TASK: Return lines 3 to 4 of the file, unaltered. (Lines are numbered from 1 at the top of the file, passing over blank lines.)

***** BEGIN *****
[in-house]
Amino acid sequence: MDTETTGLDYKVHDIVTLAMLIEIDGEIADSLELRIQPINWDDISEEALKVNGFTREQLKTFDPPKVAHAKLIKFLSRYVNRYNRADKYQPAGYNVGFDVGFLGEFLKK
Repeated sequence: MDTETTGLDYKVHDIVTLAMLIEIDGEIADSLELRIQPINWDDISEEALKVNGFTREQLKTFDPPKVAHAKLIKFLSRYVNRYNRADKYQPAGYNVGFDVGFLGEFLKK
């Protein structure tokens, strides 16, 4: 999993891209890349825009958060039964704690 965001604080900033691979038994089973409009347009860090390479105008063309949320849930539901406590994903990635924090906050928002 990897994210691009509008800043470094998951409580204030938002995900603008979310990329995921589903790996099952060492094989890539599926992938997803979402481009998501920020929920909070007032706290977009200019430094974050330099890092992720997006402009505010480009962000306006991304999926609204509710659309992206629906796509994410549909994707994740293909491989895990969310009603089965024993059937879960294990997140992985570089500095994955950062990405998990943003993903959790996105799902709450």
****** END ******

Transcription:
Repeated sequence: MDTETTGLDYKVHDIVTLAMLIEIDGEIADSLELRIQPINWDDISEEALKVNGFTREQLKTFDPPKVAHAKLIKFLSRYVNRYNRADKYQPAGYNVGFDVGFLGEFLKK
């Protein structure tokens, strides 16, 4: 999993891209890349825009958060039964704690 965001604080900033691979038994089973409009347009860090390479105008063309949320849930539901406590994903990635924090906050928002 990897994210691009509008800043470094998951409580204030938002995900603008979310990329995921589903790996099952060492094989890539599926992938997803979402481009998501920020929920909070007032706290977009200019430094974050330099890092992720997006402009505010480009962000306006991304999926609204509710659309992206629906796509994410549909994707994740293909491989895990969310009603089965024993059937879960294990997140992985570089500095994955950062990405998990943003993903959790996105799902709450």